Monday, 15 February 2016

February 2016, Door mirrors

The original door mirrors on the TR7's had a solid cast aluminium mounting where they fix onto the door and were a common type on many of the British Leyland range.  Many of these have been replaced over the years with nice shiny new ones but the problem is that on these new ones that nice solid cast mounting has been replaced with a lightweight plastic one which is not up to the job. Also the new ones are fixed with self tappers instead of being bolted through the door skin.
The mirrors on the blue car were the new type and have always been a little bit shaky so I thought it would be a good idea to upgrade them to the old style mountings. I had kept the mirrors from the old red car I scrapped last year so decided it would be a easy enough to use them but of course you always run into a problem.

New style one-piece plastic mount broken
 My intended replacement was not the newest type but an in-between one with a cast base and a plastic bit where the mirror clamps on, but that broke when I did the fixing screw up!
Intermediate type cast base but broken plastic fixing 
This left me with what I think is an original type which has the same cast base and a separate cast metal piece which the mirror clamps to.  The problem with this was that had a broken end as well.
Original type but with a broken end
 My solution was a bodge using a small strip of metal added to extend where the broken piece was missing.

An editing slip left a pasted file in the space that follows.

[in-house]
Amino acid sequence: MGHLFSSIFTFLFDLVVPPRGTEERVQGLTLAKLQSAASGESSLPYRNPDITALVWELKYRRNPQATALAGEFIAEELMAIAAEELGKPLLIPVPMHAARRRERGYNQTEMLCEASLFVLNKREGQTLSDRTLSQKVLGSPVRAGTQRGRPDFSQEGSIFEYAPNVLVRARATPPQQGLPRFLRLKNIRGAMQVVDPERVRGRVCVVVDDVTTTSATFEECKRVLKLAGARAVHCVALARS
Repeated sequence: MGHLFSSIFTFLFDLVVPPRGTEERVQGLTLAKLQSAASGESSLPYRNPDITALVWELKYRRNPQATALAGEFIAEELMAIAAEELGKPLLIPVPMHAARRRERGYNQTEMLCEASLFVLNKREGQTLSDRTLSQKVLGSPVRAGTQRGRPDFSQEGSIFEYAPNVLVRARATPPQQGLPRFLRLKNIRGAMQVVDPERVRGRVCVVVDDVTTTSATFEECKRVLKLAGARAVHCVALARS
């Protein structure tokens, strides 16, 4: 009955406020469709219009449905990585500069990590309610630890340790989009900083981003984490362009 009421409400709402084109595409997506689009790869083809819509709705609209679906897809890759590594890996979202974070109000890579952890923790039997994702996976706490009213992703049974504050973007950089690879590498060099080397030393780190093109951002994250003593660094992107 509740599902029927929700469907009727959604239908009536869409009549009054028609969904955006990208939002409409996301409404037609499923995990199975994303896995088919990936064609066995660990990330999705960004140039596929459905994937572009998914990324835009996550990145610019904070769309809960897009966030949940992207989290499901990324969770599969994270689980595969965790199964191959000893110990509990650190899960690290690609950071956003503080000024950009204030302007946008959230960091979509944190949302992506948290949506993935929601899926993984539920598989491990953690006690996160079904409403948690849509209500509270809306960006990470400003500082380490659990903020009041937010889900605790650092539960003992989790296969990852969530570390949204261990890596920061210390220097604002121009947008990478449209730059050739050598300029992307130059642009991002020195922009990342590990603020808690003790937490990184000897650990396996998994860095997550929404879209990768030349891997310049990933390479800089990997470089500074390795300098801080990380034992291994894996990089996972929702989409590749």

Out of focus but you can see my added piece where the end was missing
Now the mirror can be fixed to the door properly using bolts which go though the door skin into captive nuts on a retaining plate inside the door.
Door mirror mounting plate which fits inside the door.
Final result is door mirrors which are fixed firmly and do not vibrate.


Update:  Speaking to folks on the Triumph TR7 Owners Forum the suggestion is that the mountings have been redesigned to make them break off deliberately in an accident. This is all very well, but a bit of a pain in my opinion, but I also found out that the Wedge Shop in the USA run by Woody Cooper sell some modified mountings which get over this problem so I ordered some.

Wedge Shop modified mountings, Nice.
Picture above shows the modified mounts I received and have already fitted to the car.  They are simply a section of 1/4" by 1/2" steel strip with the chamfered ends and countersunk holes. They screw straight on to an original cast base and give a lovely stable mirror. 

I actually met Woody Cooper and his son Clint at the NEC Classic Car show and they are a couple of really interesting guys to talk to. Their Wedge Shop business sells parts and modifies TR7's and TR8's to a high standard. They own and run TR8's themselves so know what the cars require to keep them running and performing well.

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